Pella vs Marvin


Show Notes:


Hello and thank you for joining me for this episode of the whitewash studio podcast.

My name is Marc Sawyer and I’m your architect. My goal is to give you the knowledge so you can advance your dream of creating the ideal home for you and your family.

Today we are going to get into a little bit of a competition here. Who or which is better? Marvin vs Pella. This is not something that I take on very frequently. Pinning one product against another, but you know this is a legit question and I think it really needs to be looked at and examined.

This question comes from D on

D asks,

“I am currently trying to decide between the Marvin Integrity Wood-Ultrex windows versus the Pella Pro-Line. Any thought?”

I can see why you might be questioning which is better because when you really get down to the numbers each manufacturer uses a different rating systems and standards to prove their worth or to describe their features. Basically both the Pella Proline 450 series and the Marvin Integrity Wood-Ultrex Series windows both of them are clad wood windows.

Which means that the window is made from a majority of wood and the exterior has an extruded aluminum fastened to the exterior in the case of the Pella and it has a pultruded fiberglass in the case of the Marvin. This provides that extra durability and weather protection on the exterior.

Marvin Product Performance Guide
Marvin Wood-Ultrex Product Guide

Pella Product Performance Guide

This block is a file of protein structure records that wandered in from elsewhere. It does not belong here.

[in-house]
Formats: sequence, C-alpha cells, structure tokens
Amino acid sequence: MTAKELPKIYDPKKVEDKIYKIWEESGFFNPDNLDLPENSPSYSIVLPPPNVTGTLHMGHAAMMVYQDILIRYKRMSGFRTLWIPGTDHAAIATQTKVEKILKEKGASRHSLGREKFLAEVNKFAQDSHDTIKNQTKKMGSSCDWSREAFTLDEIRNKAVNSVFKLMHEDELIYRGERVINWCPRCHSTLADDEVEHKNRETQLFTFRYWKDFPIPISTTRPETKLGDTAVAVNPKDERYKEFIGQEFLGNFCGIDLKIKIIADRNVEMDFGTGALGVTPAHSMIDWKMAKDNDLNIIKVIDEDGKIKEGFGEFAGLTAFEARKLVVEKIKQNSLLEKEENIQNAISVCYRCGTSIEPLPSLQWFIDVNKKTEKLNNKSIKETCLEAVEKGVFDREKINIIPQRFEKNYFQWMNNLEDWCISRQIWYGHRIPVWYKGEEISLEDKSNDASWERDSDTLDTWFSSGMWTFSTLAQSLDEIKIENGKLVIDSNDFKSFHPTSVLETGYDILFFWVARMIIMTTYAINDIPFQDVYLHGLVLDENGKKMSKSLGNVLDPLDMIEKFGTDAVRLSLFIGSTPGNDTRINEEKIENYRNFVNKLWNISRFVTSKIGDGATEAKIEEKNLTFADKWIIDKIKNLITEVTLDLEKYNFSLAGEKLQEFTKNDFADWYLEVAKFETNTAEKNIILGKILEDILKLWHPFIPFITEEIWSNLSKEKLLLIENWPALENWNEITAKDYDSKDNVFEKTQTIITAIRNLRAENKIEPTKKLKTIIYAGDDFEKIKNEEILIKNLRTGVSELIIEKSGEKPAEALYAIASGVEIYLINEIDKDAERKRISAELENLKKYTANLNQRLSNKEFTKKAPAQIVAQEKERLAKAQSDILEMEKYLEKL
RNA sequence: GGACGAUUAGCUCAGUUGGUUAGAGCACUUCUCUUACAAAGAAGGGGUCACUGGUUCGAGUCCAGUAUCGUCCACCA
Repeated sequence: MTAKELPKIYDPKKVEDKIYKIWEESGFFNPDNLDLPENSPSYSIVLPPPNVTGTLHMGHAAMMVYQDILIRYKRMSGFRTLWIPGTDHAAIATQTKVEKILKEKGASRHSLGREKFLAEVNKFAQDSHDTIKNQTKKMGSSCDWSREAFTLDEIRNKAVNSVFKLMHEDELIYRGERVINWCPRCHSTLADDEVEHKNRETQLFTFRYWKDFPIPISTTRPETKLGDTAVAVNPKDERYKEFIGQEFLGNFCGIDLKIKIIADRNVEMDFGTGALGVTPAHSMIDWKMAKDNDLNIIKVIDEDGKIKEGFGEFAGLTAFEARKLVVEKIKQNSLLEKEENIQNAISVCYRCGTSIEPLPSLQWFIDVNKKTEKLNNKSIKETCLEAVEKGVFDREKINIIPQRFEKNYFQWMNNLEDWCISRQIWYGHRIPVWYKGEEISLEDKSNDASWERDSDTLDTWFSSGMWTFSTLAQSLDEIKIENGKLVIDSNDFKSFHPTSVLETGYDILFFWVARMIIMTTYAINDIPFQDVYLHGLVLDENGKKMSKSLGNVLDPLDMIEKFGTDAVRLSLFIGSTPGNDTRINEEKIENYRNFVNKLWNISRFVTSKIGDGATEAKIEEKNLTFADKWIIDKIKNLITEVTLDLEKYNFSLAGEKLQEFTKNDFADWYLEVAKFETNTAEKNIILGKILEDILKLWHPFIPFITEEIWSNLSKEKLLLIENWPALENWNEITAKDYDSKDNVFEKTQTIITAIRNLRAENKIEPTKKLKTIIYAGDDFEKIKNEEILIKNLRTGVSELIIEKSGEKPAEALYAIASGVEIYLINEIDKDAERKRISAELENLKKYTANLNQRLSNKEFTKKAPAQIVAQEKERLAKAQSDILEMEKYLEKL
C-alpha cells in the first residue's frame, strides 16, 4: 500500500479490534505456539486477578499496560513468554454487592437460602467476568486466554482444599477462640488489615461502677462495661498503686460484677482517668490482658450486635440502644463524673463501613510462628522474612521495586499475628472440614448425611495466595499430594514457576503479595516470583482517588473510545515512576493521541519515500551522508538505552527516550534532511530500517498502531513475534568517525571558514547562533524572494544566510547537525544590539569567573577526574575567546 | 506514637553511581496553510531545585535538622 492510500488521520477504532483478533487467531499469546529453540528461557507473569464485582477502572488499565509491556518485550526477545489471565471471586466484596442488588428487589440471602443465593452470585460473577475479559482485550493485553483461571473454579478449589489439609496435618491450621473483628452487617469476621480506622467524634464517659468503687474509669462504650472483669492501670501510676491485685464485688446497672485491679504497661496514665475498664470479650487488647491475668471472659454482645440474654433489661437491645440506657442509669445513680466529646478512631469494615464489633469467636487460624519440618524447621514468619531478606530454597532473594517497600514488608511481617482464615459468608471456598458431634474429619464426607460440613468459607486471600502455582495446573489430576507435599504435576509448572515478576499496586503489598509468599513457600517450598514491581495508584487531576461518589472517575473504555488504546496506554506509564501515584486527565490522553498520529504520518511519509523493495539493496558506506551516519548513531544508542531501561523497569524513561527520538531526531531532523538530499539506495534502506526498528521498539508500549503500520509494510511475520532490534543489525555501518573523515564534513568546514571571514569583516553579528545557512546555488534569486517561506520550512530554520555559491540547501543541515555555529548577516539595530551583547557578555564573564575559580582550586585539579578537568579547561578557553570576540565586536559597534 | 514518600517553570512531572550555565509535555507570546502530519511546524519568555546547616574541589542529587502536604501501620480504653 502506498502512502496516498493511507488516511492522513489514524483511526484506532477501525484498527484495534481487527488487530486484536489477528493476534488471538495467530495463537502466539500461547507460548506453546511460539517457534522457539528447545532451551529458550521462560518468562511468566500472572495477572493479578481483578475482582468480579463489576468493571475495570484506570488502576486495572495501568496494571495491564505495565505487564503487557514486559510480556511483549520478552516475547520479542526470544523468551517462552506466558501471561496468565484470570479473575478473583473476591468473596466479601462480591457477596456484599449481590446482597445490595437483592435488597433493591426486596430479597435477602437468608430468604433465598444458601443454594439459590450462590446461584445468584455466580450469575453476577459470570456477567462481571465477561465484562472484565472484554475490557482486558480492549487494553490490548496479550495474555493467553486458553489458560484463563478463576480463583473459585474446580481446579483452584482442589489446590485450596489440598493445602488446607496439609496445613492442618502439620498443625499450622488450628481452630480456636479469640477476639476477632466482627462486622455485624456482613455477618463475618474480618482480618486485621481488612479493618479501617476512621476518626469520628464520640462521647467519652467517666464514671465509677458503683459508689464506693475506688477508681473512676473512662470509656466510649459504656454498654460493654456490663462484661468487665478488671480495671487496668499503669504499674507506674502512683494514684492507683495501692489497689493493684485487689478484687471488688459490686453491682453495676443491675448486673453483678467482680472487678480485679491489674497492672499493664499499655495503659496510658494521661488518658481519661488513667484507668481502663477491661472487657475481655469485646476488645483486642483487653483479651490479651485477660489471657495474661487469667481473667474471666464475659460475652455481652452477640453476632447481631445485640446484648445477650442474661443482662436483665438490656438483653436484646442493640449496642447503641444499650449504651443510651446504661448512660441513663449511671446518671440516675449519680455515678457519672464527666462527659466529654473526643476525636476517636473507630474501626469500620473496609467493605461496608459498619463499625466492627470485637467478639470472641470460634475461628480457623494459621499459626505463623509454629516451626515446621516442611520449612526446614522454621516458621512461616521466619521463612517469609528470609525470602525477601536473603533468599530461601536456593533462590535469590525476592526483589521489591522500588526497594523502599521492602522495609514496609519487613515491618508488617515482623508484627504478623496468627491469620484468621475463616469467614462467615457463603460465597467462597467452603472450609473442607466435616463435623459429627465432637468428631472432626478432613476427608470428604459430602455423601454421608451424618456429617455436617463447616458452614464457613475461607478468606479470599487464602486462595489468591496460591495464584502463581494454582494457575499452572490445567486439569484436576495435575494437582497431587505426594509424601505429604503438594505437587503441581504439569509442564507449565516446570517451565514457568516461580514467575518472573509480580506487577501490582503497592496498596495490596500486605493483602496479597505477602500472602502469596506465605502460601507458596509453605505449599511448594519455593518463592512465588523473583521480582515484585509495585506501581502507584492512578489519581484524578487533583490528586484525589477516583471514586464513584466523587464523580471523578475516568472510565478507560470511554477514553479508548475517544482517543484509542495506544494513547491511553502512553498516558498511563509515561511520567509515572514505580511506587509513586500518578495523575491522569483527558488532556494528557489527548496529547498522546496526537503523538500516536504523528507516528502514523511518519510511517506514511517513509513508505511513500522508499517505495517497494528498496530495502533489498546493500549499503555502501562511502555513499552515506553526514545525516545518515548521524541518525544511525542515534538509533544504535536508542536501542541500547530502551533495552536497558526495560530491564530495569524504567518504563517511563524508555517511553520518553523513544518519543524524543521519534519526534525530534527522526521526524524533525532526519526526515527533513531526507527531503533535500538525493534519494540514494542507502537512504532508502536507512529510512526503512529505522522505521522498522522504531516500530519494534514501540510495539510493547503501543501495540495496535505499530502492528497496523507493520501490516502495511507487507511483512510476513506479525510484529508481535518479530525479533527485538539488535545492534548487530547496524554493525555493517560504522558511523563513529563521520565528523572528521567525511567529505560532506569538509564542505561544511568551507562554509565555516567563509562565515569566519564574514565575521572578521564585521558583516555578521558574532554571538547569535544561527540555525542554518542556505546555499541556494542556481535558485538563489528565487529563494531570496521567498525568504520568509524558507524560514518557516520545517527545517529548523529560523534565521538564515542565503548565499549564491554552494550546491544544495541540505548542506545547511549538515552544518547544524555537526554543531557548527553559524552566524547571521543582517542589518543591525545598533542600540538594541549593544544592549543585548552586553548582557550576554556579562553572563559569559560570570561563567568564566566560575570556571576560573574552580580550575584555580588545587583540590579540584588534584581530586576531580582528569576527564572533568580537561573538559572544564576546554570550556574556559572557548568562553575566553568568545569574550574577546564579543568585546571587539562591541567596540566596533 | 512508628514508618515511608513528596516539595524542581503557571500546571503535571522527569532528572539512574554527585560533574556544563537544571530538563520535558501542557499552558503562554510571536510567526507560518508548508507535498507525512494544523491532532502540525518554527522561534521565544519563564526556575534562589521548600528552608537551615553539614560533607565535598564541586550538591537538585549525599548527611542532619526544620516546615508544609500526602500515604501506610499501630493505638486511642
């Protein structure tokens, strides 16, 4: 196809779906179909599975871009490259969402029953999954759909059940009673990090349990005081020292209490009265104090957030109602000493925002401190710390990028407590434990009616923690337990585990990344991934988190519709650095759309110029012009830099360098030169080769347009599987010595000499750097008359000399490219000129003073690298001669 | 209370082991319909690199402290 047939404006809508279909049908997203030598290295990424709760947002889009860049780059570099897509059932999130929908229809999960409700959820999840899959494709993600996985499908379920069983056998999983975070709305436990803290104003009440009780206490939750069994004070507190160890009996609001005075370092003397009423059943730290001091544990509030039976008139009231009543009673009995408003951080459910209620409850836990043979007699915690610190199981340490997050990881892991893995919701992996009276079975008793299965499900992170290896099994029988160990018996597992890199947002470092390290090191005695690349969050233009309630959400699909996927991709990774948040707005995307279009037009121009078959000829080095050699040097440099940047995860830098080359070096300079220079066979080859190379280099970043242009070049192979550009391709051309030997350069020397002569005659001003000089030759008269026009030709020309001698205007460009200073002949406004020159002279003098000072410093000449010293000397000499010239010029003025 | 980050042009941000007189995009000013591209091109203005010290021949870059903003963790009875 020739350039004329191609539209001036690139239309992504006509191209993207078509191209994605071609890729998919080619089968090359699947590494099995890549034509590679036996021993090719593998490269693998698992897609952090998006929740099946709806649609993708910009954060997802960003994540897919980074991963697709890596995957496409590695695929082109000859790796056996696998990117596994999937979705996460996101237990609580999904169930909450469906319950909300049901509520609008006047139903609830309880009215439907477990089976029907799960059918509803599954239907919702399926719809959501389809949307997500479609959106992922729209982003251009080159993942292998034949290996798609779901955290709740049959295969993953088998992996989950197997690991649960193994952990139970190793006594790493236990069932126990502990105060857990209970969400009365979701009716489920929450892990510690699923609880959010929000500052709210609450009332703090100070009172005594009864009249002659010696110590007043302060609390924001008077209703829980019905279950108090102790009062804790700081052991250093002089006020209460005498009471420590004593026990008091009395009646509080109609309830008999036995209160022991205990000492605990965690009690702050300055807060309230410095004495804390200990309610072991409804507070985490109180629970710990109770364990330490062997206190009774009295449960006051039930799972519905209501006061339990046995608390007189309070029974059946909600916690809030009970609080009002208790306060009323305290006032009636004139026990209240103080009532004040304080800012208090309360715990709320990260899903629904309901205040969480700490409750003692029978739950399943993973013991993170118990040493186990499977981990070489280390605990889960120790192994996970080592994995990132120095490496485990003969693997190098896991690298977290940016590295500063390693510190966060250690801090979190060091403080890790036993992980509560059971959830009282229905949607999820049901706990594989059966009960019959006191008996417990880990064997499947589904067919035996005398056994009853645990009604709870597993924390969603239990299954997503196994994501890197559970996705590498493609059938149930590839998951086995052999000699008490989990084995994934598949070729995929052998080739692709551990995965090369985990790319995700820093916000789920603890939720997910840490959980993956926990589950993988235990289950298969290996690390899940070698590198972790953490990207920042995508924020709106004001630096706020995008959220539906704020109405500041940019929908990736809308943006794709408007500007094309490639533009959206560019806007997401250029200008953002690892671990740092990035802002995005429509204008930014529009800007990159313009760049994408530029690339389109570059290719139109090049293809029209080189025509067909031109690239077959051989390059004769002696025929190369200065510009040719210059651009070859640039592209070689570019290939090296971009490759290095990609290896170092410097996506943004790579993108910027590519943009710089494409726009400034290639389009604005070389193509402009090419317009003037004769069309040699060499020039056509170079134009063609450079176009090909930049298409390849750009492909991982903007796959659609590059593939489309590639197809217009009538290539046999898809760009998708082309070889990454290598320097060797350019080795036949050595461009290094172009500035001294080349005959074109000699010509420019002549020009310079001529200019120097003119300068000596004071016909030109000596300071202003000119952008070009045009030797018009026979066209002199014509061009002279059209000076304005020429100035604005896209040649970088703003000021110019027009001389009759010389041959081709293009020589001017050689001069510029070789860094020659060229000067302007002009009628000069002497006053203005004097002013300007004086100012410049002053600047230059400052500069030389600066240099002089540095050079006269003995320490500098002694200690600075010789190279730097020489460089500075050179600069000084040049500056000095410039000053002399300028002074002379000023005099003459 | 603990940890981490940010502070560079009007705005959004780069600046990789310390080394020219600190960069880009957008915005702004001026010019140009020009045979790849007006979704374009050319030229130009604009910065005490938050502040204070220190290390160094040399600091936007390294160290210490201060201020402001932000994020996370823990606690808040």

Pella’s highlighted feature is the EnduraClad Aluminum-Clad exterior that comes in standard and feature (or more expensive) colors. This is a trademarked protective finish. It’s a baked-on finish that’s applied to the aluminum. Which means that it’s not like paint it will not peal and you shouldn’t see any fading or need to repaint in several years.

The product lines that Pella offers are the vinyl 350 series, the Impervia, which is a fiberglass window, the Proline, then the Designer, Then the Architect Series. We could do an entire episode on just the Pella products. These all range in price with the lowest cost being the vinyl and the most expensive being the Architect Series.

Marvin Integrity Wood-Ultrex Series window was voted most efficient window of 2014 by EnergyStar. That rating was given based on a Tripane Low E glazed window. The Integrity window features the Ultrex cladding which is referred to as a pultruded fiberglass that according to Marvin outlasts vinyl and roll-formed aluminum as well as other fiberglass composites. The benefits is a much stronger window that resists fading, chalking, peeling and cracking.